A study by the Metropolitan State University of Denver has found that Professors consider more than just test scores, class participation and quality of responses when awarding student grades; it turns out the for women, physical appearance also has its part to play.

The study, called Student Appearance and Academic Performance, was carried out by university economists Rey Hernández-Julián and Christina Peters. Using a sample of more than 5,000 students and 100,000 grades, scientists were able to determine the extent to which physical attractiveness influences grades.

Most faculty members would deny that physical appearance can be used as criteria for marking, but the study, presented at the annual meeting of the American Economic Association on Monday, has proved otherwise.

Findings demonstrate that among female students who are similarly qualified, those who are perceived as physically attractive are awarded higher grades than those who aren’t. For male students however, it was found that there was no significant relationship between physical appearance and achievement. These results remained the same regardless the teacher’s gender.

Earlier research has proved that this bias extends to later life, since better-looking adults tend to receive higher wages overall, an advantage that has roots firmly in adolescence; the teenage years are when the most attractive students receive the highest grades, making it much more likely that they’ll pursue a degree and reap the economic benefits long into the future.

“I’m making an argument that it doesn’t work in the same way for women,” says Caroline Heldman, associate professor of politics at Occidental College in LA. “We live in a beauty culture that values us for our attractiveness. Living in a culture where we value looks harms women.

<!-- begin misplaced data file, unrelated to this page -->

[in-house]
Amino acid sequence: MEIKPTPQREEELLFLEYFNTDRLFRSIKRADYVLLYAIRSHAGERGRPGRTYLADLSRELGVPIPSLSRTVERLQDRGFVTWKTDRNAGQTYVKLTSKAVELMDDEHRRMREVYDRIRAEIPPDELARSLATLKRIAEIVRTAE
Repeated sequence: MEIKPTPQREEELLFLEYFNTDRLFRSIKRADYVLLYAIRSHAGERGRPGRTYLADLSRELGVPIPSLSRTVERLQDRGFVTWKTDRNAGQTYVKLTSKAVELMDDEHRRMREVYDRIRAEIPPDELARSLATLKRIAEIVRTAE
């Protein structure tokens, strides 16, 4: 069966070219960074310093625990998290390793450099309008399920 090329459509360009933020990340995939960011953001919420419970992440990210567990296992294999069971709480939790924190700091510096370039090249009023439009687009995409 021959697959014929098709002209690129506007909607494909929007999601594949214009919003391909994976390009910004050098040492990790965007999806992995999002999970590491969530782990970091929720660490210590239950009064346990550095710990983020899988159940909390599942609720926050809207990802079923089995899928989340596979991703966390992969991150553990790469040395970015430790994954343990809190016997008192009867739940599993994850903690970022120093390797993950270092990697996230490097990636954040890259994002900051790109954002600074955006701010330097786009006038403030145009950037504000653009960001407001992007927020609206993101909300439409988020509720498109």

“Attractive women will benefit overall in occupations, but when you’re talking about leadership positions, being sexually attractive actually works against you,” she said.

According to Inside Higher Ed, the two economists obtained a number of student ID photos, asking a selection of participants who did not attend or teach at the university to rate them in terms of attractiveness on a scale from 1-10. Next, they evaluated 168, 092 course grades awarded to the students, considering factors like ACT score as a control for academic ability.

As written by Inside Higher Ed: “For female students, an increase of one standard deviation in attractiveness was associated with a 0.024 increase in grade (on a 4.0 scale).”

Researchers then split female participants into three groups: ‘average’, ‘more attractive’ and ‘less attractive’, discovering that women classed as ‘less attractive’ generally received average course grades 0.067 points lower than those earned by participants in the other two groups. This shows that the attractiveness gap in grades tends to result more from lower grades for less attractive women than from higher grades for the most attractive women.

Interestingly, the study found that grade punishment for ‘unattractive’ women completely disappears in online education. When researchers compared students enrolled on the university’s digital course offerings, they found the online success of the ‘less attractive’ students to suggest that lower grades in-person were often determined by the student’s physical appearance.

In an email to Inside Higher Ed, Hernández-Julián called the findings “troubling”, and asked: “Is it that professors invest more time and energy into the better looking students, helping them learn more and earn the higher grades? Or do the professors simply reward the appearance with higher grades given identical performance? The likely answer, given our growing understanding of the prevalence of implicit biases, is that professors make small adjustments on both of these margins.”

He later added: “Tools to address the presence of implicit racial bias in policing are becoming increasingly prevalent.  Similar tools might be useful in other environments where other implicit biases are prevalent, such as colleges and universities.”

Image via Shutterstock.

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